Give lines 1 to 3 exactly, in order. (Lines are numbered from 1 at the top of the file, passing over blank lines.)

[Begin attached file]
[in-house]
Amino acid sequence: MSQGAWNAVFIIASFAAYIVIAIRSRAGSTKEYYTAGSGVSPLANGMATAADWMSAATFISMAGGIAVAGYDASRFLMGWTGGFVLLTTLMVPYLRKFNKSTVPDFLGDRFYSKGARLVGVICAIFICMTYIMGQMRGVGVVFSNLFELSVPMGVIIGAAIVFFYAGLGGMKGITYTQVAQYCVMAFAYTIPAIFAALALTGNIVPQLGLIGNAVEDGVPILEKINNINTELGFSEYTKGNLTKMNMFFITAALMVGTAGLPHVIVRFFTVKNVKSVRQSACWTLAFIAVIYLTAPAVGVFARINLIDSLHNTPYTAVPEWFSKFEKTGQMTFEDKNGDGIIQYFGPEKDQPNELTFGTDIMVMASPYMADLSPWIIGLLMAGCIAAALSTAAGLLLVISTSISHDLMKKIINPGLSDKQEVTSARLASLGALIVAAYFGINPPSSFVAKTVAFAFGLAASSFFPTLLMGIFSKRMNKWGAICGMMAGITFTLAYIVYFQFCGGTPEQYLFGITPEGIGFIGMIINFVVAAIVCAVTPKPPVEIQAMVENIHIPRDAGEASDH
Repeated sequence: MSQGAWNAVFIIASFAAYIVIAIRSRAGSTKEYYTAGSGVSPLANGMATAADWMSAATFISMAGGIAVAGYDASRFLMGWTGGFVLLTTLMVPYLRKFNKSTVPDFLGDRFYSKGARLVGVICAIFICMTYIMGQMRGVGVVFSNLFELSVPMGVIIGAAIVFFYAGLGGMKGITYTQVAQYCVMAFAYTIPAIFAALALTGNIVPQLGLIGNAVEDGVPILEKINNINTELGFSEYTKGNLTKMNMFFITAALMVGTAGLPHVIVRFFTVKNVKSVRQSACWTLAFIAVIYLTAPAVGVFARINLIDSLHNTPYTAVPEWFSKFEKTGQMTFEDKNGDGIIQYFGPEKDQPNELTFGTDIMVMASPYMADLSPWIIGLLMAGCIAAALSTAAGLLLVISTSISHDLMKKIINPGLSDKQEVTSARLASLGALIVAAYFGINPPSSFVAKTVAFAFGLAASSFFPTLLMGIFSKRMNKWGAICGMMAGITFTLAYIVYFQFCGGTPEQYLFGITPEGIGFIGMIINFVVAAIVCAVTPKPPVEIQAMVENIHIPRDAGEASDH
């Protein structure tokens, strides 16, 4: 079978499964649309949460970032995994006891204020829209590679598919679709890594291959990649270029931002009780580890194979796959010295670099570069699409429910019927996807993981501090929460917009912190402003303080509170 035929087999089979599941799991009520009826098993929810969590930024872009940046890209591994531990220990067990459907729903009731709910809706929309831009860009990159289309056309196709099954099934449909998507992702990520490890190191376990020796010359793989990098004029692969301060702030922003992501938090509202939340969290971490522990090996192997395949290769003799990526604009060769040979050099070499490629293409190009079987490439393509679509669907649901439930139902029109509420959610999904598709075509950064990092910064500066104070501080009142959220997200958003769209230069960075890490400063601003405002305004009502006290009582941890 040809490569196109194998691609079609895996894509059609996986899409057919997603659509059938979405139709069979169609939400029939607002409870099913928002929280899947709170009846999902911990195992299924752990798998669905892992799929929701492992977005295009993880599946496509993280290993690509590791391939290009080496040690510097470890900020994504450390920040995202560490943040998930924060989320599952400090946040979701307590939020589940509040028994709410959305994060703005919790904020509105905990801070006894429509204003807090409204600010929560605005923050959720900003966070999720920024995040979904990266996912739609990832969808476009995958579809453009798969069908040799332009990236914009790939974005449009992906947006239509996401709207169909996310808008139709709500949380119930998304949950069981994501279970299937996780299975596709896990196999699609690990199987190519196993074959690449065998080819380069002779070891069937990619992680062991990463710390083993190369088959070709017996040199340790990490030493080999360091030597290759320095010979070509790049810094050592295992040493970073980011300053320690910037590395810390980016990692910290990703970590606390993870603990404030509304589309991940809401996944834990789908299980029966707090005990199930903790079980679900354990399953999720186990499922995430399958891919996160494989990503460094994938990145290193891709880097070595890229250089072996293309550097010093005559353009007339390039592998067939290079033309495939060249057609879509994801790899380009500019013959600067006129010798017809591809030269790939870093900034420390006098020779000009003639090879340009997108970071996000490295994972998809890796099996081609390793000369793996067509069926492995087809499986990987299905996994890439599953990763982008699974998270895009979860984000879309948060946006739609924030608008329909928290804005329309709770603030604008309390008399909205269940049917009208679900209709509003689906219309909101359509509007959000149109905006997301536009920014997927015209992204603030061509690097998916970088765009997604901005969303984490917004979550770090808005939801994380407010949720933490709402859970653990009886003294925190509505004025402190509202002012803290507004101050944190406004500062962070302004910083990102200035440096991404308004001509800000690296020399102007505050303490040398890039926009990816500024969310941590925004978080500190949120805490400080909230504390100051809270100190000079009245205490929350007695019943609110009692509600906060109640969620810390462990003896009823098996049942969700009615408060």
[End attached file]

[in-house]
Amino acid sequence: MSQGAWNAVFIIASFAAYIVIAIRSRAGSTKEYYTAGSGVSPLANGMATAADWMSAATFISMAGGIAVAGYDASRFLMGWTGGFVLLTTLMVPYLRKFNKSTVPDFLGDRFYSKGARLVGVICAIFICMTYIMGQMRGVGVVFSNLFELSVPMGVIIGAAIVFFYAGLGGMKGITYTQVAQYCVMAFAYTIPAIFAALALTGNIVPQLGLIGNAVEDGVPILEKINNINTELGFSEYTKGNLTKMNMFFITAALMVGTAGLPHVIVRFFTVKNVKSVRQSACWTLAFIAVIYLTAPAVGVFARINLIDSLHNTPYTAVPEWFSKFEKTGQMTFEDKNGDGIIQYFGPEKDQPNELTFGTDIMVMASPYMADLSPWIIGLLMAGCIAAALSTAAGLLLVISTSISHDLMKKIINPGLSDKQEVTSARLASLGALIVAAYFGINPPSSFVAKTVAFAFGLAASSFFPTLLMGIFSKRMNKWGAICGMMAGITFTLAYIVYFQFCGGTPEQYLFGITPEGIGFIGMIINFVVAAIVCAVTPKPPVEIQAMVENIHIPRDAGEASDH
Repeated sequence: MSQGAWNAVFIIASFAAYIVIAIRSRAGSTKEYYTAGSGVSPLANGMATAADWMSAATFISMAGGIAVAGYDASRFLMGWTGGFVLLTTLMVPYLRKFNKSTVPDFLGDRFYSKGARLVGVICAIFICMTYIMGQMRGVGVVFSNLFELSVPMGVIIGAAIVFFYAGLGGMKGITYTQVAQYCVMAFAYTIPAIFAALALTGNIVPQLGLIGNAVEDGVPILEKINNINTELGFSEYTKGNLTKMNMFFITAALMVGTAGLPHVIVRFFTVKNVKSVRQSACWTLAFIAVIYLTAPAVGVFARINLIDSLHNTPYTAVPEWFSKFEKTGQMTFEDKNGDGIIQYFGPEKDQPNELTFGTDIMVMASPYMADLSPWIIGLLMAGCIAAALSTAAGLLLVISTSISHDLMKKIINPGLSDKQEVTSARLASLGALIVAAYFGINPPSSFVAKTVAFAFGLAASSFFPTLLMGIFSKRMNKWGAICGMMAGITFTLAYIVYFQFCGGTPEQYLFGITPEGIGFIGMIINFVVAAIVCAVTPKPPVEIQAMVENIHIPRDAGEASDH